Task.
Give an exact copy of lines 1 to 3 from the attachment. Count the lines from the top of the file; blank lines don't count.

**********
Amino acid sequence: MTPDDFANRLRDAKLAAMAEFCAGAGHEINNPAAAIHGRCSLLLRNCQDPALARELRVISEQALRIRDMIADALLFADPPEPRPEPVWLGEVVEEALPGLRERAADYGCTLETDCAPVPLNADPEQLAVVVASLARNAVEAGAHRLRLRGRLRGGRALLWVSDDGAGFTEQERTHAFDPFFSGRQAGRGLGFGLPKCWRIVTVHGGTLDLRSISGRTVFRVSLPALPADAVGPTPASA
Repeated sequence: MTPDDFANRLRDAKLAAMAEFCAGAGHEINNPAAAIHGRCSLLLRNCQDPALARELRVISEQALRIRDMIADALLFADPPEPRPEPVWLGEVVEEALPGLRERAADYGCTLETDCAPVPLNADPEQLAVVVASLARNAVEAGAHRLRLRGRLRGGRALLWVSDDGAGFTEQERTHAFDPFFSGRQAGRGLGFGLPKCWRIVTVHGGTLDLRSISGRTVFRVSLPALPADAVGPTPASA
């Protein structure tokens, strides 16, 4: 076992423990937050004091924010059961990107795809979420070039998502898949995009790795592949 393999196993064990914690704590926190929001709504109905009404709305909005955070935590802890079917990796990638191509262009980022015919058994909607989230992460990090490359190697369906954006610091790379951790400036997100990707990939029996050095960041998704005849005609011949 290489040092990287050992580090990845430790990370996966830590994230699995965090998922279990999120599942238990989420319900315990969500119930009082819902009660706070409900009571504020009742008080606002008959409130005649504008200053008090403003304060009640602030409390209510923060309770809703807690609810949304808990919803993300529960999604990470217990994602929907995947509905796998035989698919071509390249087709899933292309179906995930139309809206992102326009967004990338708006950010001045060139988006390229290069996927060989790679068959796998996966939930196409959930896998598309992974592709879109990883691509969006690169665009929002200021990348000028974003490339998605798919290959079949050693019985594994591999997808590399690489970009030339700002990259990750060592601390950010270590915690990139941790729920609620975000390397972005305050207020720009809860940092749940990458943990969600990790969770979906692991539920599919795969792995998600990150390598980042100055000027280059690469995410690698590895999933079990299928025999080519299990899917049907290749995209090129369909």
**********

Amino acid sequence: MTPDDFANRLRDAKLAAMAEFCAGAGHEINNPAAAIHGRCSLLLRNCQDPALARELRVISEQALRIRDMIADALLFADPPEPRPEPVWLGEVVEEALPGLRERAADYGCTLETDCAPVPLNADPEQLAVVVASLARNAVEAGAHRLRLRGRLRGGRALLWVSDDGAGFTEQERTHAFDPFFSGRQAGRGLGFGLPKCWRIVTVHGGTLDLRSISGRTVFRVSLPALPADAVGPTPASA
Repeated sequence: MTPDDFANRLRDAKLAAMAEFCAGAGHEINNPAAAIHGRCSLLLRNCQDPALARELRVISEQALRIRDMIADALLFADPPEPRPEPVWLGEVVEEALPGLRERAADYGCTLETDCAPVPLNADPEQLAVVVASLARNAVEAGAHRLRLRGRLRGGRALLWVSDDGAGFTEQERTHAFDPFFSGRQAGRGLGFGLPKCWRIVTVHGGTLDLRSISGRTVFRVSLPALPADAVGPTPASA
């Protein structure tokens, strides 16, 4: 076992423990937050004091924010059961990107795809979420070039998502898949995009790795592949 393999196993064990914690704590926190929001709504109905009404709305909005955070935590802890079917990796990638191509262009980022015919058994909607989230992460990090490359190697369906954006610091790379951790400036997100990707990939029996050095960041998704005849005609011949 290489040092990287050992580090990845430790990370996966830590994230699995965090998922279990999120599942238990989420319900315990969500119930009082819902009660706070409900009571504020009742008080606002008959409130005649504008200053008090403003304060009640602030409390209510923060309770809703807690609810949304808990919803993300529960999604990470217990994602929907995947509905796998035989698919071509390249087709899933292309179906995930139309809206992102326009967004990338708006950010001045060139988006390229290069996927060989790679068959796998996966939930196409959930896998598309992974592709879109990883691509969006690169665009929002200021990348000028974003490339998605798919290959079949050693019985594994591999997808590399690489970009030339700002990259990750060592601390950010270590915690990139941790729920609620975000390397972005305050207020720009809860940092749940990458943990969600990790969770979906692991539920599919795969792995998600990150390598980042100055000027280059690469995410690698590895999933079990299928025999080519299990899917049907290749995209090129369909």